If Oregon's law becomes effective, applicants can request the certificate in person, by phone or by mail by identifying themselves as adoptees "seeking a pre-adoption birth record" and by enclosing a $15 nonrefundable search fee payable to the Oregon Health Division, according to a packet the division has prepared.

Among other things, the application should include the adoptee's full legal name after adoption, date and place of birth, the adoptive mother's full maiden name and the adoptive father's full name. The state's vital records office in Portland is in the State Office Building, Suite 205, 800 N.E. Oregon St.

Carol Sanders, certification manager with Oregon's Center for Health Statistics, said the staff has taken several hundred inquiries. She said her office also has received another dozen calls or letters from people who appeared to be fearful that birth certificates could be released.

"They're saying, 'This could ruin my life,' " Sanders said. "All we can say is if the law is changed, we have to follow it."

If the law goes into effect, applicants can expect a copy of their original birth certificate within two to three weeks, she said. The copy would contain a disclaimer saying it could not be used for identification purposes. That's to prevent a person from ending up with documentation for two identities.

Thursday's show of force
Whether Oregon's law is blocked or not, backers expect many adoptees, birth parents and adoptive parents to show up Thursday at vital records offices in at least a half-dozen other states, including New York, Illinois and California.

"We're having a big national rush for our records," said Shea Grimm of Redmond, Wash. She and Helen Hill of Nehalem wrote Oregon's Measure 58 as part of an Internet-based group that fights for adoptee rights.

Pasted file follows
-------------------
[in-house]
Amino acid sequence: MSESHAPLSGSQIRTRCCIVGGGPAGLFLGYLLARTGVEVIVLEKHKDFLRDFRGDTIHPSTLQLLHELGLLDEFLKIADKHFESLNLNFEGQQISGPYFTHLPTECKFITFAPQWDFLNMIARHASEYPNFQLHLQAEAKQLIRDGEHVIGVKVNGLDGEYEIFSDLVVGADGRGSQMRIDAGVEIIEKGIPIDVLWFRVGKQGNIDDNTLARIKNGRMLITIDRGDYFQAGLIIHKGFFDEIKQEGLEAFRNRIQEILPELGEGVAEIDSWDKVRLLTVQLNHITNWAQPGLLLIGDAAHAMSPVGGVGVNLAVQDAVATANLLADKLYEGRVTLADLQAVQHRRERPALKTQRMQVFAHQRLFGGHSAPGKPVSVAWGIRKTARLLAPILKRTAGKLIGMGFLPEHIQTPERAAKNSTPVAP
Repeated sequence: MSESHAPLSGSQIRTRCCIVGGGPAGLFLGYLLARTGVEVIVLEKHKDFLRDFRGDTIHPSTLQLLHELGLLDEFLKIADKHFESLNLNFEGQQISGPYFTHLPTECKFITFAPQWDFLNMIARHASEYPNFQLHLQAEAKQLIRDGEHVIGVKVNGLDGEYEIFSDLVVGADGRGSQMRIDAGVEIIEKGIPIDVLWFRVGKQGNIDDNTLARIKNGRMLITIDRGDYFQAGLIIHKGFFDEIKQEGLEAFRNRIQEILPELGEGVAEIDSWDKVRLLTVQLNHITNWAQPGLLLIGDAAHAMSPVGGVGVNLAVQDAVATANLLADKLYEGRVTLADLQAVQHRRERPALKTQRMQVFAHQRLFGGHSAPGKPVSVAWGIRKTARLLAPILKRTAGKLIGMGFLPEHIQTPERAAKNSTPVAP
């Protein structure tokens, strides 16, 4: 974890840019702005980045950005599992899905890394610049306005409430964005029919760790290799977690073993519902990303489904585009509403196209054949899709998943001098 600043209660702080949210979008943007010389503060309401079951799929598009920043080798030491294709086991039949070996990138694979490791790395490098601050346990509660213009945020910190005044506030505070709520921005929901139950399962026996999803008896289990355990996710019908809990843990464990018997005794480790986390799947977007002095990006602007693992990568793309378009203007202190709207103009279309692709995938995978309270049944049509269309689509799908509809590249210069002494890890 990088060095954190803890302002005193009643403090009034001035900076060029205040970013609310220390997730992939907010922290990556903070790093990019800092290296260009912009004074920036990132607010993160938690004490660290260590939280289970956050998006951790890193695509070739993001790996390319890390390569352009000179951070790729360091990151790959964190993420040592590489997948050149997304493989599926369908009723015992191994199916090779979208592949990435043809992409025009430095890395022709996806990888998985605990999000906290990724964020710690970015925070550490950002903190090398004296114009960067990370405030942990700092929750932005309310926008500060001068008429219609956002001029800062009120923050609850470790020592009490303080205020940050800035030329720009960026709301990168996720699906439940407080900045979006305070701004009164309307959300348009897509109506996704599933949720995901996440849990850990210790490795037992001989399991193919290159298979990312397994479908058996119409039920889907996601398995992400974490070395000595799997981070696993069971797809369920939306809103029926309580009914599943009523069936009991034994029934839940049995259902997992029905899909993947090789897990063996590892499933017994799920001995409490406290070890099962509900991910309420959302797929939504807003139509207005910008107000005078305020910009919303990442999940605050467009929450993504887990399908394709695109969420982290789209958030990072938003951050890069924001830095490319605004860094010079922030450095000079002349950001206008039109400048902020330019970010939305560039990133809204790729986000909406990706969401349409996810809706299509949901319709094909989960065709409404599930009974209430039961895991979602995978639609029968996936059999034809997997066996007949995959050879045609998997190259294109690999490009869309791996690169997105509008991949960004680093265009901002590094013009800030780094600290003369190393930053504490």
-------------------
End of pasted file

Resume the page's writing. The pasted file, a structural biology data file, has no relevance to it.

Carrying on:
Opponents contend that allowing adult adoptees retroactive access to their birth certificates, without built-in privacy protections for birth parents, could spark traumatic searches for those parents.

Lauren Greenbaum, lead adoption counselor for the Boys and Girls Aid Society of Oregon, said her group won't be part of a lawsuit even though it opposed Measure 58. Instead, Greenbaum said, the Aid Society and other adoption agencies are fashioning proposed legislative changes designed to "protect the choice" of birth parents on a case-by-case basis. Such an amendment could give individual birth parents the choice of whether they wished to have their names released.

David J. Fidanque, director of the American Civil Liberties Union of Oregon, which opposed Measure 58 for not accommodating the privacy interests of some birth parents, said the Legislature might be the best forum to balance the rights of adoptees and their birth parents.

Both supporters and opponents have national connections as the process unfolds.

Supporters of Measure 58 include Frederick F. Greenman, a New York attorney who will help advise McDermott. Greenman is an adviser in another adoption-rights law case now in a Tennessee state court.

The opposition includes William Pierce, president of the National Council for Adoption in Washington, D.C., which has helped fight aspects of the adoption-rights law in Tennessee. Pierce said the impetus came from some Oregon birth mothers calling his office to say they needed help to stop release of their names through the new law.

"Our expectation is we'll fight this to the highest court in the land," Pierce said. He added, "If we we stop it in Oregon, then the other states will say, 'Obviously there is no point,' and who knows, we may get lucky."

Spencer Heinz writes for The Oregonian's Family and Education Team. He can be reached by phone at 1-503-221-8072, by mail at 1320 S.W. Broadway, Portland, Ore. 97201 or by e-mail at